The Linux Foundation's Jim Zemlin provides an interesting twist on the most cutting-edge Windows machines from Dell, Hewlett-Packard, and others: they're all running Linux.
No, he's not talking about dual-boot systems. (OK, kind of.) Instead he's talking about "fast boot," which an increasing number of computer manufacturers are delivering via Linux-based solutions from DeviceVM and others. Resource hound that it is, Microsoft apparently needs some help from Linux getting started from the once "cancerous" Linux.
What does this mean for Linux? First it means that Linux is more central to … Read more
Jensen has a knack of packing lots of as-standard features into its aftermarket in-dash car systems and the VM9022HDN, on show at this year's CES 2008, is no exception. The double-DIN sized device supports nearly every mainstream audio source available including HD Radio, iPods, discs (CD, MP3, WMA), SD cards, USB drives, and--with the addition of an add-on module--Satellite Radio. For video, the system supports DVD video, which is reproduced on its 6.5-inch wide-screen display. The VM9022HDN is also an out-of-the box GPS navigation device programmable via its touch-screen display.
And the beat goes on.
Sun Microsystems' xVM virtualization efforts is getting louder and louder.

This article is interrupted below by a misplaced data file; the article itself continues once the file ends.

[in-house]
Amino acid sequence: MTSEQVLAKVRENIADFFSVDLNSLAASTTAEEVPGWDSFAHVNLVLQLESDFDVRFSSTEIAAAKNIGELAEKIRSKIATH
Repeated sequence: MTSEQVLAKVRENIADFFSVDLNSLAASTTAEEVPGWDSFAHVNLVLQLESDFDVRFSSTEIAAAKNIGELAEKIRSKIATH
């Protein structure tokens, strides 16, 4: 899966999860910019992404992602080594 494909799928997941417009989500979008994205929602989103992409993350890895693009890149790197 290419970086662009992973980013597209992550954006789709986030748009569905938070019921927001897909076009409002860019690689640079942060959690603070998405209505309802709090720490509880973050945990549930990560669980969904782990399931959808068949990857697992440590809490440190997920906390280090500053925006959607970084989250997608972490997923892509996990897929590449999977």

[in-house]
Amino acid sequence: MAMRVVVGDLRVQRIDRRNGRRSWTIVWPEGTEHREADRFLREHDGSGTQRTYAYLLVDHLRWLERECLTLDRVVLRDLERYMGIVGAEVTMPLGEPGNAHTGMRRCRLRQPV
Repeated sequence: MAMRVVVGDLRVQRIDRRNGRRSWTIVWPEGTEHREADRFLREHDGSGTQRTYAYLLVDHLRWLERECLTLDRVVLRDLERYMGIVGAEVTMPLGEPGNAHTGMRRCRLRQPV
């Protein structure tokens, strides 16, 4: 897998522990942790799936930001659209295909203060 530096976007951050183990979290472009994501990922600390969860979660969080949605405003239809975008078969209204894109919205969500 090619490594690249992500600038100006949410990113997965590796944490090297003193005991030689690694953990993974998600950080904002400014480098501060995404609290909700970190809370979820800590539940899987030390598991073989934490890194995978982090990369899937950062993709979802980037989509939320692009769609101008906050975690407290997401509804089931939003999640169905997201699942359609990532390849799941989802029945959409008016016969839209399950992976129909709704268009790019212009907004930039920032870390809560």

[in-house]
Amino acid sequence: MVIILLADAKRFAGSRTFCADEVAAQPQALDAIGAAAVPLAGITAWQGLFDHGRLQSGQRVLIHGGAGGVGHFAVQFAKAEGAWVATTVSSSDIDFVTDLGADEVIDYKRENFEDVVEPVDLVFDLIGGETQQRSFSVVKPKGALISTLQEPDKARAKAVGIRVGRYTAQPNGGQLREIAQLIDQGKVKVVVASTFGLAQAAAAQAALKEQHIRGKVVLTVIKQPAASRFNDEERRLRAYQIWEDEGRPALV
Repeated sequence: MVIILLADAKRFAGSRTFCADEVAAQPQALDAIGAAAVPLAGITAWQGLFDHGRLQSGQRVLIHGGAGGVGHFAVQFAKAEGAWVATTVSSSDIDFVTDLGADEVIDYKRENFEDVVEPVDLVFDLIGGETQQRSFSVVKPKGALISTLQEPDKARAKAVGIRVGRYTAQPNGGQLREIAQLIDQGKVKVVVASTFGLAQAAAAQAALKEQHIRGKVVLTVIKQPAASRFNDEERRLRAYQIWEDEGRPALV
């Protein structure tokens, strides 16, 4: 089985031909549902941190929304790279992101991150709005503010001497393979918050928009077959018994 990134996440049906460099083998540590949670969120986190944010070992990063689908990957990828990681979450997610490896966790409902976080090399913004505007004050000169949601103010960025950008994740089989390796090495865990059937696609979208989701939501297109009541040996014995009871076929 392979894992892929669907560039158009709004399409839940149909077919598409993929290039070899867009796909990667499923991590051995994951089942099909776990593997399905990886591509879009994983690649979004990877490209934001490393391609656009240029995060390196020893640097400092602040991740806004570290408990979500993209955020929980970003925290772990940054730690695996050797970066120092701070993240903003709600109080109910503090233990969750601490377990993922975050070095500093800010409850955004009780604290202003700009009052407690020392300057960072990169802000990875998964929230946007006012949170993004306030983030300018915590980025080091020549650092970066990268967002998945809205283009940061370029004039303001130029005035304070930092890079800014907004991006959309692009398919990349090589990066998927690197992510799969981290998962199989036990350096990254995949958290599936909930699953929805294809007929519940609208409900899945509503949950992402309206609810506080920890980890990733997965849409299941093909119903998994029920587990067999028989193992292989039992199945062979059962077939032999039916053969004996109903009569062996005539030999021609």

Sun's xVM is its Solaris-based version of the Xen open-source hypervisor project. Sun's xVM aims to allow x86 servers to run multiple operating systems simultaneously on a single computer, in a move toward increased flexibility and data center efficiency. xVM also relies on Sun's Solaris operating system, while Xen primarily uses Linux.
Then in October, Sun executives expanded the scope and geography of that message, … Read more
SAN FRANCISCO--Sun Microsystems, a longtime participant in the Xen open-source hypervisor project, has named its Solaris-based offshoot xVM, short for x86 Virtual Machine.
"Because Xen is trademarked, we don't want to call the code we've implemented Xen," said Marc Hamilton, Sun's vice president of Solaris marketing, on Wednesday. It works only on computers with x86 chips such as Intel's Xeon; those with Sun's newer UltraSparc processors use an equivalent technology called logical domains, or LDoms.
Virtualization, blossoming as a technology foundation for x86 servers, lets a single computer run multiple operating systems simultaneously … Read more